Away from its regional capital, remained away from the "linear city" which has agglomerated on the coast from Montpellier to Perpignan last thirty years through large tourist resorts and associates of the great flow of communication and transportation with Spain, less industrialized and more oriented to the west of Toulouse than the Mediterranean coast, the Aude and more specifically the area of Carcassonne is at once a hinterland of the Languedoc-Roussillon and a foretaste of the Midi-Pyrénées.
Here, between the montagne Noire, last southern foothills of the Massif Central and the Corbieres, the first Pyrenean foothills, eventually spreading to the west the largest vineyard in the world. The administrative capital of the Aude is a natural crossroads of wine country in full mutation, terroir with Occitan flavors and peaceful surroundings whose reputation has attracted commercial direct flights from London Stansted, Nottingham Esat Midlands, Leeds Bradford, Liverpool John Lennon Airport, Glasgow Pretswick, Dublin, Cork, Brussels Charleroi and Porto. The cities of Carcassonne and Limoux, and the countries - Cabardès, Minervois, Lauragais, Corbières, Razes, Malepère - have a surprising and rich heritage. The most prestigious of them, the medieval town and castle of the counts of Carcassonne restored in the nineteenth century by Viollet-le-Duc - the largest fortified city in Europe! - And the Canal du Midi, the work of Riquet in the seventeenth century in perfect working condition since that time are classified as World Heritage by Unesco.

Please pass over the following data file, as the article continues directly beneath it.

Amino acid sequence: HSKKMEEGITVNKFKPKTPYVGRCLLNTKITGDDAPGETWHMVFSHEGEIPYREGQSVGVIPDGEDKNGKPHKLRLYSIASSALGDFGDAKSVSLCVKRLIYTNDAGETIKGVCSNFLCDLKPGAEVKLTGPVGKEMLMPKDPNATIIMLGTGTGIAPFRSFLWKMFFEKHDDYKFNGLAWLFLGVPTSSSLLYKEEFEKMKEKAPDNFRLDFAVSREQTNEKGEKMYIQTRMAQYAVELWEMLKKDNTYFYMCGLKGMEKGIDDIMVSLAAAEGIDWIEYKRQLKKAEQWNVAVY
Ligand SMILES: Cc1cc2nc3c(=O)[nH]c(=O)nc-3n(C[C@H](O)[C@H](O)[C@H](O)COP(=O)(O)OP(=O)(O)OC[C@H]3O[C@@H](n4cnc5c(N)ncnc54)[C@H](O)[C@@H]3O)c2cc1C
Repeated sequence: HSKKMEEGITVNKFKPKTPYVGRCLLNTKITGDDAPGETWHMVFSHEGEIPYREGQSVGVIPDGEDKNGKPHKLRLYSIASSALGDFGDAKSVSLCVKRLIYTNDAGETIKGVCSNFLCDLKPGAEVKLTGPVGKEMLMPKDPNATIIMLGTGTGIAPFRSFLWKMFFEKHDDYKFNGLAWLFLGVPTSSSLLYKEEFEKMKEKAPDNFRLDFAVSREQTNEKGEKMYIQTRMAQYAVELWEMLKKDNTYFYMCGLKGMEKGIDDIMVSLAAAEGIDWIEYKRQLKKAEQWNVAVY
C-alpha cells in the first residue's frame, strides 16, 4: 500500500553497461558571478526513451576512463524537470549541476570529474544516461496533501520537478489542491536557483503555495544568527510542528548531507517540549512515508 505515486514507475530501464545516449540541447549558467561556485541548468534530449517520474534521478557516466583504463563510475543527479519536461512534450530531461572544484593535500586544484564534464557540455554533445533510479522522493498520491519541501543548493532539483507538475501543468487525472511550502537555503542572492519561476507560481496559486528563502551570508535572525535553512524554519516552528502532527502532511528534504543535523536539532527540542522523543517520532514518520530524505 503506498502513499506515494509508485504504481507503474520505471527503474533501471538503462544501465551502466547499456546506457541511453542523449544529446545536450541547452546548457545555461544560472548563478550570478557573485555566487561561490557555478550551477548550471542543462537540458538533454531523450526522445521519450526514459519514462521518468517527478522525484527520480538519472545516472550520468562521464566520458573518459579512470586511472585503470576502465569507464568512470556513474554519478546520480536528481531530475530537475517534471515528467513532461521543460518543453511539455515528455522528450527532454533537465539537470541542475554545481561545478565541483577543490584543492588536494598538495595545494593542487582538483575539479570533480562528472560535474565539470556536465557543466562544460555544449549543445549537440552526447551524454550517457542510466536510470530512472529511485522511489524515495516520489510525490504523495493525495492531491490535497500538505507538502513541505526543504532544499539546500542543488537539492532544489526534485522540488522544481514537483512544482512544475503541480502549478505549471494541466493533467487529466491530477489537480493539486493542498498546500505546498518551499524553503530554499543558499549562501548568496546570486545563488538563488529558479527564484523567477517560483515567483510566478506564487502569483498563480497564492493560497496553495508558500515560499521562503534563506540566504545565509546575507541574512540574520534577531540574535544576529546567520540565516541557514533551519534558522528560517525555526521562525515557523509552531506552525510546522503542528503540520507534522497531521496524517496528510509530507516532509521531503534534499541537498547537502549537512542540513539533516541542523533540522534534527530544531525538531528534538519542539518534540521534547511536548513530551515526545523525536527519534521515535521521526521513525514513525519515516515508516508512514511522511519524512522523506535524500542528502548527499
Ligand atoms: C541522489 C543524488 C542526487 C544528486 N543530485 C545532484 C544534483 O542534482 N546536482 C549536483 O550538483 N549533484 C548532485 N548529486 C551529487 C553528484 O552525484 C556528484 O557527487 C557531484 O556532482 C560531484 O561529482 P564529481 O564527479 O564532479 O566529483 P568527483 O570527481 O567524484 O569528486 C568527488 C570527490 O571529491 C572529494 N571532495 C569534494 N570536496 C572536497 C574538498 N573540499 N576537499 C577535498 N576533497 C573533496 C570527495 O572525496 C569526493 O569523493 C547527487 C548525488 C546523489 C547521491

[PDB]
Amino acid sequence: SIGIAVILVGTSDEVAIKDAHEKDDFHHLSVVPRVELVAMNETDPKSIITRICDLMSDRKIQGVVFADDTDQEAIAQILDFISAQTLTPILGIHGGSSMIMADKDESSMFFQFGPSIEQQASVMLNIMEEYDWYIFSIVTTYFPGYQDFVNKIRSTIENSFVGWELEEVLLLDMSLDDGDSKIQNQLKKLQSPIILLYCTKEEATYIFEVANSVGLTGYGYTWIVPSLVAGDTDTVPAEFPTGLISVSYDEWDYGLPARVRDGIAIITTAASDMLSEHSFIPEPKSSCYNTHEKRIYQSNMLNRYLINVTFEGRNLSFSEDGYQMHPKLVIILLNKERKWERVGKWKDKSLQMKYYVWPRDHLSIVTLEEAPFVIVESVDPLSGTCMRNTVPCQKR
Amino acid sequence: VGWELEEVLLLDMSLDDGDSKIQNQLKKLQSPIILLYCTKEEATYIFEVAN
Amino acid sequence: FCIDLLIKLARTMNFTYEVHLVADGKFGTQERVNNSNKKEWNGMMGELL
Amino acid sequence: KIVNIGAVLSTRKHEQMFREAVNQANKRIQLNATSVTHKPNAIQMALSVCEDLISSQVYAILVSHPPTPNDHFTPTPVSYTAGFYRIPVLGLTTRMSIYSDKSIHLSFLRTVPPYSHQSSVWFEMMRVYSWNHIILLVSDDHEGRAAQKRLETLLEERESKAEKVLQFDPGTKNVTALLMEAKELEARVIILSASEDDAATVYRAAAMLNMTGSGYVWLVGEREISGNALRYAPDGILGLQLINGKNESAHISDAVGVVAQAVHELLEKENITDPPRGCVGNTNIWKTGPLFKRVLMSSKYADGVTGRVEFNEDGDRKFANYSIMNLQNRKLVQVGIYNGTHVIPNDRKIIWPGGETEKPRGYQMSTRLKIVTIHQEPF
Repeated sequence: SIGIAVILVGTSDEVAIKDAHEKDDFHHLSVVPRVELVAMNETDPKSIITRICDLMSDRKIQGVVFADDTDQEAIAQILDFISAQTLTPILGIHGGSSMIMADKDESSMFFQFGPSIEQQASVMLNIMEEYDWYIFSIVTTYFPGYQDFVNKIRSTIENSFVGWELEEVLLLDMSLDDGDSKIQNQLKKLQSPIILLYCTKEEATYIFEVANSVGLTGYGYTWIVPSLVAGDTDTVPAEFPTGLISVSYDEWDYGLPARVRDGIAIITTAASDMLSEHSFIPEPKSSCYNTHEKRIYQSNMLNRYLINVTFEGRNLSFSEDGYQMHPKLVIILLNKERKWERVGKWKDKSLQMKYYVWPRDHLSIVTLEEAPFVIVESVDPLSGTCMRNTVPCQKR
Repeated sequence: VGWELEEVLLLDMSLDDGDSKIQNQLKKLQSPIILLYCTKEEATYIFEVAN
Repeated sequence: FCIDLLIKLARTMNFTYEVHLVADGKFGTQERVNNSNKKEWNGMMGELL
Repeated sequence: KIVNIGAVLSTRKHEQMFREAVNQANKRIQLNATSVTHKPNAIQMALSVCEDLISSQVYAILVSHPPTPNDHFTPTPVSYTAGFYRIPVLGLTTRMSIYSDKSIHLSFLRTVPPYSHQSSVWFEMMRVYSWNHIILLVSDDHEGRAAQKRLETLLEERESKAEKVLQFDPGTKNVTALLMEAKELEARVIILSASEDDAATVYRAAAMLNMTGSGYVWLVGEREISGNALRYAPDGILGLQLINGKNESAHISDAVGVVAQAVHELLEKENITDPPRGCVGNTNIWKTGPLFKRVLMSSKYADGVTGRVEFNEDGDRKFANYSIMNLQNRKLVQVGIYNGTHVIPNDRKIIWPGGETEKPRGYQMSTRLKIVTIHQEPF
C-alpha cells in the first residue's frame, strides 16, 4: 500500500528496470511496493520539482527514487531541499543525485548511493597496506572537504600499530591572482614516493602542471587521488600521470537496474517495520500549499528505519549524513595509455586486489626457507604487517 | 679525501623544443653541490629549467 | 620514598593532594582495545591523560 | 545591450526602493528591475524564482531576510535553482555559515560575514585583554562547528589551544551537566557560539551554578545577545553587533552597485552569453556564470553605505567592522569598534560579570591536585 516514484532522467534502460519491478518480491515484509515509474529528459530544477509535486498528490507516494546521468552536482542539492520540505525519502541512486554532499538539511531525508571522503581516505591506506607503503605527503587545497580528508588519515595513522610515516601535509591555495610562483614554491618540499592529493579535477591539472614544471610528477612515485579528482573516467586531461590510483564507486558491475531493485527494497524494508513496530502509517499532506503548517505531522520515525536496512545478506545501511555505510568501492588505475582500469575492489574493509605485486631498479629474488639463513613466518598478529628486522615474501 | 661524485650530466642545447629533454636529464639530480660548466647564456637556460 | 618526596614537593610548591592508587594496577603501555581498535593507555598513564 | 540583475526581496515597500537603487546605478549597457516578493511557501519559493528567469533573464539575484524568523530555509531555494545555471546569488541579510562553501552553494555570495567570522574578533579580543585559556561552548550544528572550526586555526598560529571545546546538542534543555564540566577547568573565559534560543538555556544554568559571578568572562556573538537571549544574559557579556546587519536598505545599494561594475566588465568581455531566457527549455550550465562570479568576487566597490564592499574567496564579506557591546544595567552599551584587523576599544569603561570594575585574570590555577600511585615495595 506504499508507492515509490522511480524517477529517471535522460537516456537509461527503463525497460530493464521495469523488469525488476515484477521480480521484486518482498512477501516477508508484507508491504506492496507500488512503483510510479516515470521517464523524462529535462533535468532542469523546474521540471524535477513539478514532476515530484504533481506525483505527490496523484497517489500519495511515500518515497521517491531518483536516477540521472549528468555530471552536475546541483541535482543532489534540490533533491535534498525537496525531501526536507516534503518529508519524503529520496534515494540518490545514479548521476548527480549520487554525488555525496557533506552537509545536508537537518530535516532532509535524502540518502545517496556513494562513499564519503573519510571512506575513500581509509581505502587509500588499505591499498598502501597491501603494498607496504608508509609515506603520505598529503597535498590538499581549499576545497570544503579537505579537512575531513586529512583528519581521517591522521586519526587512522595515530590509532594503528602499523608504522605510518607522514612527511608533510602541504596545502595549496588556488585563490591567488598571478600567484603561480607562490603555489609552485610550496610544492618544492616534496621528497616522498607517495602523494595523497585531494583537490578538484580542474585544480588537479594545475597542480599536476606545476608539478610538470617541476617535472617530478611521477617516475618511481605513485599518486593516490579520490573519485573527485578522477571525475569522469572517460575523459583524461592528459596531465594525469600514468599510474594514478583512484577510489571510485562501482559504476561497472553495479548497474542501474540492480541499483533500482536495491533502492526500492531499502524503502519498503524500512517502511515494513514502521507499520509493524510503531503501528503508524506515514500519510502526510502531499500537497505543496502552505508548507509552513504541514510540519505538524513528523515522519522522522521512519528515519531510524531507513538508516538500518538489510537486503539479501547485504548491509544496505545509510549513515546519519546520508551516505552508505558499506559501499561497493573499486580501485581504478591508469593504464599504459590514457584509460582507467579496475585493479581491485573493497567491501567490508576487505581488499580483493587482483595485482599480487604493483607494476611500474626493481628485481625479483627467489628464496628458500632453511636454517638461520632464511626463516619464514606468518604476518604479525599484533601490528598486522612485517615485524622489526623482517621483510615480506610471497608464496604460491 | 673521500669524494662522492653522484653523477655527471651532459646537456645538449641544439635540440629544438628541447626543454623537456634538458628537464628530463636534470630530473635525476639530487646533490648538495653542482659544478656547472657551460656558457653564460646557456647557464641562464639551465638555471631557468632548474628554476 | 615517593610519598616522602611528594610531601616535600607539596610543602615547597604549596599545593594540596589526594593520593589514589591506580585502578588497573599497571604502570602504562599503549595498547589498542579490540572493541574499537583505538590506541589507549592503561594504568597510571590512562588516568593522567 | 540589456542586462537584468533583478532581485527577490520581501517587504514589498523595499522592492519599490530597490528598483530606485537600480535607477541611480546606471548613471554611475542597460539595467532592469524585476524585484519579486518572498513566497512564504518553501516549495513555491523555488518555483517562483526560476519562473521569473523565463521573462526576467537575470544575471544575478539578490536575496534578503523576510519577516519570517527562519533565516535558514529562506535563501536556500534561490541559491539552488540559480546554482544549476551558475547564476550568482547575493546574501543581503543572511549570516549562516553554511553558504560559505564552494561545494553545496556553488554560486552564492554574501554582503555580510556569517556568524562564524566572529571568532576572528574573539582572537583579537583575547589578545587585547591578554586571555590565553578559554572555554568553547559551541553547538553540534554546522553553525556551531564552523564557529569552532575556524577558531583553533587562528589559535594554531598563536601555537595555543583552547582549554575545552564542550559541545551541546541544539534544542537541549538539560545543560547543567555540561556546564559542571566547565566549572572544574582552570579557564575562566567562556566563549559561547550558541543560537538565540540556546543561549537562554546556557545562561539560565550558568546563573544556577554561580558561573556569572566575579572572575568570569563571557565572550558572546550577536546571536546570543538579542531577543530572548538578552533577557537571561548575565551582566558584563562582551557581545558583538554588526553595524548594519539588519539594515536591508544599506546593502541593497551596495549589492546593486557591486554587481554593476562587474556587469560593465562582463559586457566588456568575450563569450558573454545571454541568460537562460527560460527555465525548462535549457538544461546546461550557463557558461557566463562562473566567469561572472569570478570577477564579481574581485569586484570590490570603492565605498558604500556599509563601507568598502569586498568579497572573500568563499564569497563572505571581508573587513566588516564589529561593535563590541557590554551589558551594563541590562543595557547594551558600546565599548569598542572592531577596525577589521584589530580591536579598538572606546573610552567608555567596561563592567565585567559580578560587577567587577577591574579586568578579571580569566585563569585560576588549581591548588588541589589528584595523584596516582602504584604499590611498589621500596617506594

But the past abounds elsewhere with many abbeys, beautiful Languedoc villages, the astonishing mesh of Cathar castles, magnificent royal fortresses of the Haute Vallée de l'Aude and Corbières which from the end of the Albigensian wars to the Treaty the Pyrenees in 1659 have kept the frontier for nearly five hundred years in front of a Roussillon became French lately... With the sudden decline of the frontier in the seventeenth century, the end of the cloth industry in the eighteenth century, the phylloxera crisis in the early twentieth century, the region has often had to make large conversion effort. Given the fragility and the vagaries of the vineyard monoculture, old Carcasses has undeniable strengths in the tertiary sector with a housing market and buoyant construction, an unemployment rate much lower than in the rest of the region Languedoc-Roussillon and a tourism potential remaining largely untapped.
Carcassonne is the only town in Europe fortified by a double enclosure which is still inhabited. The oldest parts of it date back to the 6th century BC. This magnificent fortress has been classed as a UNESCO World Heritage site since 1997 and is without doubt the most beautiful jewel in the south of France. 2,500 years of history to be discovered...
Today, the best way to visit Carcassonne is to wander up and down its little streets and, even better, to do so with a guide. There are, however, certain sights which shouldn't be missed: the Basilica of Saint Nazaire, begun in 925 and completed in the first half of the 12th century; the château, built in the 12+h century by the Trencavel family, Viscounts of Carcassonne; the Porte Narbonnaise, the gateway recognisable by its two huge towers in the shape of a spur; and finally the Lices (Lists), the area between the two enclosures which used to slope up the hill but was levelled in the 13th century.